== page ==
Nanoparticle vaccine could protect against multiple coronaviruses
A new protein-based nanoparticle vaccine protected mice against a variety of coronaviruses, researchers have shown.
Researchers have designed a new nanoparticle-based vaccine that can protect mice against a variety of coronaviruses. The study was conducted at the California Institute of Technology, US.
The team developed a protein-based 60-subunit nanoparticle onto which pieces of up to eight different types of coronavirus were attached.
According to the researchers, the nanoparticle is shaped like a cage made up of 60 identical proteins, each of which has a small protein tag that functions similarly to a piece of Velcro. The team took fragments of the Spike (S) proteins, which are instrumental in the infection process, of different coronaviruses and engineered each to have a protein tag that would bind to those on the cage – the other half of the piece of Velcro. When these viral pieces were mixed together with the nanoparticle cage structure, each virus tag stuck to a tag on the cage, resulting in a nanoparticle presenting S proteins representing different coronavirus strains on its surface.
When injected into mice, the vaccine induced the production of antibodies that react to a range of different coronaviruses. Displaying eight different coronavirus S fragments known as receptor binding domains (RBDs) with this particle platform generated a diverse antibody response, which the researchers say is an advantage over traditional vaccine methods that present pieces from only a single type of virus. After inoculation, the antibodies subsequently produced by mice were able to react to many different strains of coronavirus. Importantly, the antibodies were reactive to related strains of coronavirus that were not present on the nanoparticle. This suggests that, by presenting the immune system with multiple different coronavirus variants, the immune system learns to recognise common features of coronaviruses and thus could potentially react to a newly emerging coronavirus – not just a SARS-CoV-2 variant – that might cause another pandemic.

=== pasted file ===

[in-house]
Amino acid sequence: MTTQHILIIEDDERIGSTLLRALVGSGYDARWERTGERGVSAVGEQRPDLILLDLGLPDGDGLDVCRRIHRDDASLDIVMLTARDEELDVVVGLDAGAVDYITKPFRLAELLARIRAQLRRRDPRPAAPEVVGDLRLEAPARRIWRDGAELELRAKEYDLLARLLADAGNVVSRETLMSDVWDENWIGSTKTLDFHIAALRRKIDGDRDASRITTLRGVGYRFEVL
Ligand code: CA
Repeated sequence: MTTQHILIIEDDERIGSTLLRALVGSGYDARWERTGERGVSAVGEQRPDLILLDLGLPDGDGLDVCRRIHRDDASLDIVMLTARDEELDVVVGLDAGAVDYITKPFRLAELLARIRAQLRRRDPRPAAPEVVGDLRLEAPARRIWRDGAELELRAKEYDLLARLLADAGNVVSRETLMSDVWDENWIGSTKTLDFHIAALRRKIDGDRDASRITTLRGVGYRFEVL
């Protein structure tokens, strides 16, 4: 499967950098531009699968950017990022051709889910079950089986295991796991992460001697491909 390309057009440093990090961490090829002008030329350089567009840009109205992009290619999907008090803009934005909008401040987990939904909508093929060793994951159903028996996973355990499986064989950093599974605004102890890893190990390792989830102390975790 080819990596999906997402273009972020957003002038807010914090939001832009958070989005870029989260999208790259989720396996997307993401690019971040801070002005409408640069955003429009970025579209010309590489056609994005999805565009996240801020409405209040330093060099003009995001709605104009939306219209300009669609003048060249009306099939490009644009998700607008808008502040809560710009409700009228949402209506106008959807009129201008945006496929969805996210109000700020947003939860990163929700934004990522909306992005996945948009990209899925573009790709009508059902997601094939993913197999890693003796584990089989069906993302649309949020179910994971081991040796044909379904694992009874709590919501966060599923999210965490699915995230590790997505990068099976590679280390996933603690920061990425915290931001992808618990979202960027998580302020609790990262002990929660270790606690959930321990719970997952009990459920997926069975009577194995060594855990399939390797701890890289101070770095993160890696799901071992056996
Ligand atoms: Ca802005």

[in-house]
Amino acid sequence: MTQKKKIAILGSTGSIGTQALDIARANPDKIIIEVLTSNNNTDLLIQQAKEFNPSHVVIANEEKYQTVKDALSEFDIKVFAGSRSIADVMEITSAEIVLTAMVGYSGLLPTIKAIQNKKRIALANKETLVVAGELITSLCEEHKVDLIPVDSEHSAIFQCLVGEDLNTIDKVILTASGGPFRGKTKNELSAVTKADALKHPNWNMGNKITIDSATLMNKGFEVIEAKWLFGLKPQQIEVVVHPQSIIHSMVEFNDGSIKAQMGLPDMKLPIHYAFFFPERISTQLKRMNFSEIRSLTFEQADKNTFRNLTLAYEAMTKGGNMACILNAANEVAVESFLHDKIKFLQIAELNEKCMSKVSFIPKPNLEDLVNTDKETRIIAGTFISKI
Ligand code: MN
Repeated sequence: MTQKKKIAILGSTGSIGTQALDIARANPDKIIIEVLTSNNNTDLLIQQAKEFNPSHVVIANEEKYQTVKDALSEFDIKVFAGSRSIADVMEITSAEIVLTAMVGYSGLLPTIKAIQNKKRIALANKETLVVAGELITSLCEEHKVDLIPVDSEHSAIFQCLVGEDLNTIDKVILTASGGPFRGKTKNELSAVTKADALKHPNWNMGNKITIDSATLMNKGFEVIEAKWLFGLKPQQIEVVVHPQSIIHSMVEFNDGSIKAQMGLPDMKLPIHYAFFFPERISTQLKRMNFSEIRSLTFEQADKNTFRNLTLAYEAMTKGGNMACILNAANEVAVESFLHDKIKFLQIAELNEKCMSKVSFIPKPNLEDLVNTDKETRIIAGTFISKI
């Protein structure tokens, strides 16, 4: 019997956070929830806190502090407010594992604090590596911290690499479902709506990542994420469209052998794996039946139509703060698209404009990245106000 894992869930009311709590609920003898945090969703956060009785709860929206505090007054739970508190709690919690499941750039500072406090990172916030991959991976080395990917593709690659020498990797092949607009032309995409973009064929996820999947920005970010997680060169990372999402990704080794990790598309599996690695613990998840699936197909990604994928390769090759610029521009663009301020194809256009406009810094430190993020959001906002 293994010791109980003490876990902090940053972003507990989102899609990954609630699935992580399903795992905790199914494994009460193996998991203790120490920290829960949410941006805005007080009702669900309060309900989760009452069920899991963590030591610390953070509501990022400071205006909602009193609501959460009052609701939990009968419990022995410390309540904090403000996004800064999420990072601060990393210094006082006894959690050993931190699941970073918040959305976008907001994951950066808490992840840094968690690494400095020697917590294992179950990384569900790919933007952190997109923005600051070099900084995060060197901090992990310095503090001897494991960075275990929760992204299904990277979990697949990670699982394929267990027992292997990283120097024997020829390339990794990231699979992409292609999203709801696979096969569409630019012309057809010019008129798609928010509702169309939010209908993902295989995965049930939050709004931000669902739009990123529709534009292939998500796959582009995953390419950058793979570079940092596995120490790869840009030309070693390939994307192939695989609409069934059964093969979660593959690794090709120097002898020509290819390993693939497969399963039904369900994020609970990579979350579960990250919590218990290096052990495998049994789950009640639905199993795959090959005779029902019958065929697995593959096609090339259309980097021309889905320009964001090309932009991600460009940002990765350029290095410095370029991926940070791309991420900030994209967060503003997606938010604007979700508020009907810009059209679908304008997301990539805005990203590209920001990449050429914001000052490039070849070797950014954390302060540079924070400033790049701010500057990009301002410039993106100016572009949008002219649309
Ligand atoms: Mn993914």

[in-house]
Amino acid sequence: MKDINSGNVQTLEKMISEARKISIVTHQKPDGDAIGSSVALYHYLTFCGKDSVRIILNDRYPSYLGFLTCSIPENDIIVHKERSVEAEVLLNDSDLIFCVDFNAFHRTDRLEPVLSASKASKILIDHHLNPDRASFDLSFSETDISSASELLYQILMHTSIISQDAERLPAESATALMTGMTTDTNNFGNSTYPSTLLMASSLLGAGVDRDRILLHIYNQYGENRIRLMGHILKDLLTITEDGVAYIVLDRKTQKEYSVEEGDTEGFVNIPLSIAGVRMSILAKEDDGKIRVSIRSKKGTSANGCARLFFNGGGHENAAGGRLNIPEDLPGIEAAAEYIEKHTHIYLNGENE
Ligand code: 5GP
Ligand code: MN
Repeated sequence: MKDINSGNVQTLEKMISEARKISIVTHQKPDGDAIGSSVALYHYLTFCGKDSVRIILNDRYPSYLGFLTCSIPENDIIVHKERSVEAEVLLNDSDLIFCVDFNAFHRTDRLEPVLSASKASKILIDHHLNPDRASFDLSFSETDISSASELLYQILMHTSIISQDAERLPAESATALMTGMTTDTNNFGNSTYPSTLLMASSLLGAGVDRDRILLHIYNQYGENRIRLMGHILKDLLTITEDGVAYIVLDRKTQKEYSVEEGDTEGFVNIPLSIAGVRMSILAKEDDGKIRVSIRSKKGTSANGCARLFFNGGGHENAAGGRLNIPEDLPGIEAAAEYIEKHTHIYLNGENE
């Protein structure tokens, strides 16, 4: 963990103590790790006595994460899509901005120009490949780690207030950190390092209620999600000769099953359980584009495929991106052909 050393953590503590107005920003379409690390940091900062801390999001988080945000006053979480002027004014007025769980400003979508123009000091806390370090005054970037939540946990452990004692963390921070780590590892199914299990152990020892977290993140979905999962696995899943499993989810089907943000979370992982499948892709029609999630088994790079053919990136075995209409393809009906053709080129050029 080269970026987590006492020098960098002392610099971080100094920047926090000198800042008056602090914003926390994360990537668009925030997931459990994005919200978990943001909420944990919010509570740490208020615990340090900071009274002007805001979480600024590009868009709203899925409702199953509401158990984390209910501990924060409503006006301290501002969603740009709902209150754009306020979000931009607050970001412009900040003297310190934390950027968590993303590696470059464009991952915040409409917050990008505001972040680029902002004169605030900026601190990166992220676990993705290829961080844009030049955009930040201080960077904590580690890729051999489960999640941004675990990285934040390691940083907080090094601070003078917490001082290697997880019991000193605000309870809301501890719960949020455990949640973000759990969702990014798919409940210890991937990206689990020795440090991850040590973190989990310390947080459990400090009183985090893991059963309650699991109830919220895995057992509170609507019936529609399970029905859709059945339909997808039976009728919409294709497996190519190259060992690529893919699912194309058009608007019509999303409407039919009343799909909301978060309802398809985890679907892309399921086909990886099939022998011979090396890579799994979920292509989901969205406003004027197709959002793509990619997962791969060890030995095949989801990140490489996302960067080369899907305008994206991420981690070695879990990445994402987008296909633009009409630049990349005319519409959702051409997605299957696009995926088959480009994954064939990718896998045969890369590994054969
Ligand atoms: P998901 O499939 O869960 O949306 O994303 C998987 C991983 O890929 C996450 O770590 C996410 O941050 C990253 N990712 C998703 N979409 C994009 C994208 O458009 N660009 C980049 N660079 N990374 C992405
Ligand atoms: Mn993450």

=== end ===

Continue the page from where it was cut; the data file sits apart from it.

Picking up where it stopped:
Although the team is still studying the mechanism underlying this phenomenon, they say the results are promising.
“If we can show that the immune response induced by our nanoparticle technology indeed protects against illness resulting from infection, then we hope that we could move this technology forward into human clinical trials, though there are a lot of steps that need to happen between now and then,” said lead researcher Alex Cohen. “We do not envision that this methodology would replace any existing vaccines, but it is good to have many tools on hand when facing future emerging viral threats.”
“We are hopeful that this technology could be used to protect against future animal coronaviruses that cross into humans. In addition, the nanoparticles elicit neutralising responses against SARS-CoV-2, so it could be possible to use them now to protect against COVID-19 as well as other coronaviruses with pandemic potential,” said Professor Pamela Björkman, whose lab the research was conducted in.
The research is described in a paper in Science.